Scientists in the US have uncovered a new strategy that may one day help people with cystic fibrosis and chronic obstructive pulmonary disorder (COPD) better clear the thick and sticky mucus that clogs their lungs and leads to life-threatening infections.
Researchers at the University of North Carolina have shown that the "SPLUNC1" protein may be able to help thin this thick mucus by affecting the epithelial sodium channel (ENaC).
ENaC plays an important role in clearing liquid and regulating of mucous fluidity in the lungs and airways.
Not only does this research have implications for cystic fibrosis and COPD, but it also enhances the understanding of hypertension due to the role it also plays in controlling blood pressure.
"We hope that this study will pave the way for a new class of peptide-based channel inhibitors that can help reverse the mucus dehydration seen in Cystic Fibrosis and COPD," said Dr Robert Tarran, a researcher involved in the work from the Cystic Fibrosis/Pulmonary Research and Treatment Center at the University of North Carolina in Chapel Hill. "This would help restore mucus clearance and kick-start the lung's ability to clear unwanted pathogens."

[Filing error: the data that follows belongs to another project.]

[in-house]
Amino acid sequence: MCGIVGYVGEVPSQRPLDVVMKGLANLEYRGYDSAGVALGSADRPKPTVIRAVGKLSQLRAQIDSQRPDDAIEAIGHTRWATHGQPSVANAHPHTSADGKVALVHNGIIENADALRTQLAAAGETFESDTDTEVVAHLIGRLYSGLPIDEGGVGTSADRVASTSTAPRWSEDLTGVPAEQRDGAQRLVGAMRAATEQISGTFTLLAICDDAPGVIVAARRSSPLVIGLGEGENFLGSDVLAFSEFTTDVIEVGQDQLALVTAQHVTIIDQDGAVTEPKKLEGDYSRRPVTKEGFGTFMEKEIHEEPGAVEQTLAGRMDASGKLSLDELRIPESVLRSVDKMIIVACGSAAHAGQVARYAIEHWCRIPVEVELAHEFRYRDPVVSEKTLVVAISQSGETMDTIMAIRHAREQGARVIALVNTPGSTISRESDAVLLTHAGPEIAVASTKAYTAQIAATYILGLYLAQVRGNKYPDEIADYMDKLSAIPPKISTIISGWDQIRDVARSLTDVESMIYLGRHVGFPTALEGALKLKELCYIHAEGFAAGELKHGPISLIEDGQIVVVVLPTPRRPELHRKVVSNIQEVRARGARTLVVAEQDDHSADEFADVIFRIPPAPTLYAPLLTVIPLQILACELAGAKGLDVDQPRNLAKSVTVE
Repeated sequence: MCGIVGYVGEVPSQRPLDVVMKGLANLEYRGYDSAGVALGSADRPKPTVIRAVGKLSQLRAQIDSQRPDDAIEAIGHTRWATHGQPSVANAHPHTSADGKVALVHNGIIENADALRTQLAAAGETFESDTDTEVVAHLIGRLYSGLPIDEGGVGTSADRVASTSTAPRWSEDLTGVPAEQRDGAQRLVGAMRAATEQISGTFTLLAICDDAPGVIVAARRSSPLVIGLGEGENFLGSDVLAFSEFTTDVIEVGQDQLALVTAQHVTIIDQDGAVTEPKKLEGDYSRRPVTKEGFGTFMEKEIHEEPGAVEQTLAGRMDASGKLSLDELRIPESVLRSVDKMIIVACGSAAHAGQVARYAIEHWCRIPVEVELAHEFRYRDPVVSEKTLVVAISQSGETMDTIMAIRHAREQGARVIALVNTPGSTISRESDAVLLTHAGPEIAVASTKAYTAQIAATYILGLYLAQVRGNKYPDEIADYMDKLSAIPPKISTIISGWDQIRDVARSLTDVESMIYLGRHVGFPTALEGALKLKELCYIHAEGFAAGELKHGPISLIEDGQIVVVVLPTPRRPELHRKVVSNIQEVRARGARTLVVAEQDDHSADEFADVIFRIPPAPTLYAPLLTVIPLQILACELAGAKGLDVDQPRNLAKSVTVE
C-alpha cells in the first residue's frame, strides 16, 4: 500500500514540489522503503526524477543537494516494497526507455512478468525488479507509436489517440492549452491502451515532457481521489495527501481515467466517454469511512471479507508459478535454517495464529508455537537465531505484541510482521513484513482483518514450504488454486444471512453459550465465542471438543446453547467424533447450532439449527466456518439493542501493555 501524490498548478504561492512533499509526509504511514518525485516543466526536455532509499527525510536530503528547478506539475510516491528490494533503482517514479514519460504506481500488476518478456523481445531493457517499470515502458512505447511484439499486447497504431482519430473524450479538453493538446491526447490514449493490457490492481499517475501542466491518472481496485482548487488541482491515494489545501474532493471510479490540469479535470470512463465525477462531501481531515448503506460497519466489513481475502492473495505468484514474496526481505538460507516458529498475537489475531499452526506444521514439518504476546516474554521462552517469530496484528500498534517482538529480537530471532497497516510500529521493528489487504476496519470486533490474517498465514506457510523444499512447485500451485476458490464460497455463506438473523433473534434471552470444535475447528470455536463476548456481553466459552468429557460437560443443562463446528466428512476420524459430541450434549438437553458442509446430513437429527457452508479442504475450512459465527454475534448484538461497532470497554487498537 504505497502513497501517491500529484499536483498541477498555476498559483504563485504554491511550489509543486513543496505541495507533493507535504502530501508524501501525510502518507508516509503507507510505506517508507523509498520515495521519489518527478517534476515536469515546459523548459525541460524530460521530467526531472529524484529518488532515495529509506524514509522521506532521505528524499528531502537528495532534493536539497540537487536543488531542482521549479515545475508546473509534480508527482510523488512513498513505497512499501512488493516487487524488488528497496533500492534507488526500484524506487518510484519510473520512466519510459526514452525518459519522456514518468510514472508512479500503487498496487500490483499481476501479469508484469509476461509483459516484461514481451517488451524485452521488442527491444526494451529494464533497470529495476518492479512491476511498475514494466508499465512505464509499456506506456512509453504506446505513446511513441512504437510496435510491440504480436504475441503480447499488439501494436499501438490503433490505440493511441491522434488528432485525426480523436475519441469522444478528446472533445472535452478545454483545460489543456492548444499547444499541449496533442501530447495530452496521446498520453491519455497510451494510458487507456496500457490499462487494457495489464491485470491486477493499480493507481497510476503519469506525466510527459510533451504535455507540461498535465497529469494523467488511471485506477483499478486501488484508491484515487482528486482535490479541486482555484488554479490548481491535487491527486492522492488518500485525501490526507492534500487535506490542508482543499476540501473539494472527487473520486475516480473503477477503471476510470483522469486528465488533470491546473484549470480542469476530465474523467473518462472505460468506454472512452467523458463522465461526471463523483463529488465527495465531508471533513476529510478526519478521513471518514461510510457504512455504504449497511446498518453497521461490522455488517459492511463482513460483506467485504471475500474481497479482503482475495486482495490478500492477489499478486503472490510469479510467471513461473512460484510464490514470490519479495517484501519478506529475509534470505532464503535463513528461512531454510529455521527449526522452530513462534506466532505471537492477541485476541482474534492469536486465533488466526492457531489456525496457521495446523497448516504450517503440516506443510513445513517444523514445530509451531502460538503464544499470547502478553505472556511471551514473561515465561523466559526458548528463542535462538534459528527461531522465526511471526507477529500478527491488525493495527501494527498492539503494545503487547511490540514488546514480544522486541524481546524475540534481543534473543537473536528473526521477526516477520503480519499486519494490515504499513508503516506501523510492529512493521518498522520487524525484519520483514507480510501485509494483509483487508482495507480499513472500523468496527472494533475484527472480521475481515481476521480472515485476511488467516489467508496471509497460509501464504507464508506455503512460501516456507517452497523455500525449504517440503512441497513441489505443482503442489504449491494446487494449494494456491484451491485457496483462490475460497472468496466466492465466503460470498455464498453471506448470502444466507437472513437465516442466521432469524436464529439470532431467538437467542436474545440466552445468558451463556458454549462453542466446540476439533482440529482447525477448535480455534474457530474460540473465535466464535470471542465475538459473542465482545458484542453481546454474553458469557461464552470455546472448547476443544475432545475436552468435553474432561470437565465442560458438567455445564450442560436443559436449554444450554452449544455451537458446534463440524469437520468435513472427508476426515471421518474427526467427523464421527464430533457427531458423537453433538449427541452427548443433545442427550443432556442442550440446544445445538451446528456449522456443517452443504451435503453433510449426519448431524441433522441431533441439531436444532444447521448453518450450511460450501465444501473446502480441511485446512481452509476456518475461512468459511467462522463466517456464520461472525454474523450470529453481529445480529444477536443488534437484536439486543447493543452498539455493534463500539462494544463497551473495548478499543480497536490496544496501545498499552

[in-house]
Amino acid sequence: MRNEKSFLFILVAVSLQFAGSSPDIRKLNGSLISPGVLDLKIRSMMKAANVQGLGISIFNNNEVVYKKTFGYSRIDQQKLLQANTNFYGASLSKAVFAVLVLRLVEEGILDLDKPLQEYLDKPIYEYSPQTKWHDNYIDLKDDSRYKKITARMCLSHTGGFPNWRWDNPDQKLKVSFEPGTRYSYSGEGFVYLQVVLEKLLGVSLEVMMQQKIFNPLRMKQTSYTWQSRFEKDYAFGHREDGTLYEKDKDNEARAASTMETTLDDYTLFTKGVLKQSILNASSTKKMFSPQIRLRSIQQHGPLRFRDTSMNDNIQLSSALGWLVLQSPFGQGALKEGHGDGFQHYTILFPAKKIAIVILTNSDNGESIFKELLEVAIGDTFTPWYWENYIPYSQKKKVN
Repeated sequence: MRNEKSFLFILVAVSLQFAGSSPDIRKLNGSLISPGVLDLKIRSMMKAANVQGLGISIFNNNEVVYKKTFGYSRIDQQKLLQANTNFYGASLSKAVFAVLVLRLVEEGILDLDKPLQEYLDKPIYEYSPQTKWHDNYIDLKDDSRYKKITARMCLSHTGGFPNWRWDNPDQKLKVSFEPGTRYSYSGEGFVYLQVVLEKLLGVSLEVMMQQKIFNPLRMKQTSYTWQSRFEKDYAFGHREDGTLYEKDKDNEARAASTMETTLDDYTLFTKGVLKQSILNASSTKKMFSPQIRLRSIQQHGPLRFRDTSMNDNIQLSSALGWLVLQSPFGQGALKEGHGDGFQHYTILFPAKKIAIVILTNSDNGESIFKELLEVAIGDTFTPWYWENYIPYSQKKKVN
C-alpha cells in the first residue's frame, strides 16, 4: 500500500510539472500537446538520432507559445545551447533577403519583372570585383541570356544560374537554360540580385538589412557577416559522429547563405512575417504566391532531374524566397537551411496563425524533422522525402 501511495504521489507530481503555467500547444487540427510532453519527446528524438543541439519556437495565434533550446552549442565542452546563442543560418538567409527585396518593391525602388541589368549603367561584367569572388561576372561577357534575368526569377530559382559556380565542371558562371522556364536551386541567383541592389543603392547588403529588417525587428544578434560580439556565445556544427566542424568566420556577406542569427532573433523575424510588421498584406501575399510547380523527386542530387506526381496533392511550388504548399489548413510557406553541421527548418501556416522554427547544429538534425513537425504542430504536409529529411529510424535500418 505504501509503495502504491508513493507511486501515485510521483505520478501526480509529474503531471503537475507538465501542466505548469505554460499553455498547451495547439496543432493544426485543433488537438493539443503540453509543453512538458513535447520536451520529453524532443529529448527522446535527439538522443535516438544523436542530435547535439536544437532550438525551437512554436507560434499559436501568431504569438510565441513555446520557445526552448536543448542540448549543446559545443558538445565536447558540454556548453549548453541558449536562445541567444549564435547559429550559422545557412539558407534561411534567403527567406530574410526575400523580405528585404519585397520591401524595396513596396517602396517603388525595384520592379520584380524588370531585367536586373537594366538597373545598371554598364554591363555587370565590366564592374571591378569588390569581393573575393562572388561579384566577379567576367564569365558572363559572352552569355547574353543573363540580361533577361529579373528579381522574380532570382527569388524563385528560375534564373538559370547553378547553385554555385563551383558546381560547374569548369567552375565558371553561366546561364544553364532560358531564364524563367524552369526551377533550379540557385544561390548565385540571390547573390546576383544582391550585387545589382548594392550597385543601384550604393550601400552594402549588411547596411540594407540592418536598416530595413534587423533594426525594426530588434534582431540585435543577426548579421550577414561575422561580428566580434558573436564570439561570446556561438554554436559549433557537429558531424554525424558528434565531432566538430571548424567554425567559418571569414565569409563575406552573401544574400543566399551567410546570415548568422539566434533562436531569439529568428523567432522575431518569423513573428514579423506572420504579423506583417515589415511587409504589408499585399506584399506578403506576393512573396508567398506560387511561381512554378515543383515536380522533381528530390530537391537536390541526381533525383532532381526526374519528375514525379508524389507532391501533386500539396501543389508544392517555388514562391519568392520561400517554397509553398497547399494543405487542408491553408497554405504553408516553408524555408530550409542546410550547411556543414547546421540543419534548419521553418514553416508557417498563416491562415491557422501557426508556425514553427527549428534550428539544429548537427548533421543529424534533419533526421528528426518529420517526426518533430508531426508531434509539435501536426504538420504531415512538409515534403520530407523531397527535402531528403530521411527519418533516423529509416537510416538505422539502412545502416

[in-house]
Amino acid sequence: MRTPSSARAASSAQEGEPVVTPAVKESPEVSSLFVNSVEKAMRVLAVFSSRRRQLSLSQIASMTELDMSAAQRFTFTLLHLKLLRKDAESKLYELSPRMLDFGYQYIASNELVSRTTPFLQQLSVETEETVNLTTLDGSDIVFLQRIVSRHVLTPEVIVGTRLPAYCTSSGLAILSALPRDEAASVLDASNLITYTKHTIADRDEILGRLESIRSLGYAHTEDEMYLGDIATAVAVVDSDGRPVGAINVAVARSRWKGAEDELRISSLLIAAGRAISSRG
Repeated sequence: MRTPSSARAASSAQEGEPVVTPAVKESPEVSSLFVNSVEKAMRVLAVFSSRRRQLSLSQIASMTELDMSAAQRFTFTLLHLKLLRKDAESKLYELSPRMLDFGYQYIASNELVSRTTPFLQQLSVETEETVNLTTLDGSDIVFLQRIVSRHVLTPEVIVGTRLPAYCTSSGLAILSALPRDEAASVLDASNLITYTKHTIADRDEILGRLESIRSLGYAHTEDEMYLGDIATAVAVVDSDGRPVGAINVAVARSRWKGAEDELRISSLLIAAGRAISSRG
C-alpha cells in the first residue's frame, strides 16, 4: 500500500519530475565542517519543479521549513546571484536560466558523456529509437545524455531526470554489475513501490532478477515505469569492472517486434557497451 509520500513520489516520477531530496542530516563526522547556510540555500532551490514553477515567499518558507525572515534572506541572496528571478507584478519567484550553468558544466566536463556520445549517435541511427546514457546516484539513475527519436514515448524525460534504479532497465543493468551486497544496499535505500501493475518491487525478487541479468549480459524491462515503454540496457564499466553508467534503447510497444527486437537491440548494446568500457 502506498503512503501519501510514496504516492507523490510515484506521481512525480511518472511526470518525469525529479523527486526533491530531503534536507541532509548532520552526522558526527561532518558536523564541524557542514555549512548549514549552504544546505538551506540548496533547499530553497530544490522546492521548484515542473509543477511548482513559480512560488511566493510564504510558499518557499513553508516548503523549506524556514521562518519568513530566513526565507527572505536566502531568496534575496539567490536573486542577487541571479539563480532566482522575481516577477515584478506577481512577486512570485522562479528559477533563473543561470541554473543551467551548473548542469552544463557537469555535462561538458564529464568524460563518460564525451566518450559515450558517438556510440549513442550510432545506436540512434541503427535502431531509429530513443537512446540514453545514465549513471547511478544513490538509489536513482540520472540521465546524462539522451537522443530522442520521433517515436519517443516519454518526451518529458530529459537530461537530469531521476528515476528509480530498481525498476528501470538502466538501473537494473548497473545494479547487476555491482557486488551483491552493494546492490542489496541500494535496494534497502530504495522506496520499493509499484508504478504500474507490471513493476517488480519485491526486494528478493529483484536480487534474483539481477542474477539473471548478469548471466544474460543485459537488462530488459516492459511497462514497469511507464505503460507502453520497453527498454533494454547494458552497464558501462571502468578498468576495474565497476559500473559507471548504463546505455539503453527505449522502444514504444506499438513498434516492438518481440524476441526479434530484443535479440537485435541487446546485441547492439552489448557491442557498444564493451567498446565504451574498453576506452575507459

Cystic fibrosis is an inherited disease that affects the lungs, digestive system, sweat glands and male fertility. The condition affects the body's ability to move salt and water in and out of cells. This defect causes the lungs and pancreas to secrete abnormally thick mucus that blocks passageways and prevents proper function.
COPD is a lung disease characterized by chronic obstruction of lung airflow that interferes with normal breathing.
"Breathing is something most healthy people take for granted," said Dr Gerald Weissmann, editor-in-chief of The FASEB Journal. "However, people with cystic fibrosis and COPD battle for every breath because sticky mucus plugs their airways. This research should give scientists a new way of clearing the air for people with cystic fibrosis and COPD."
The research was published online in the FASEB Journal.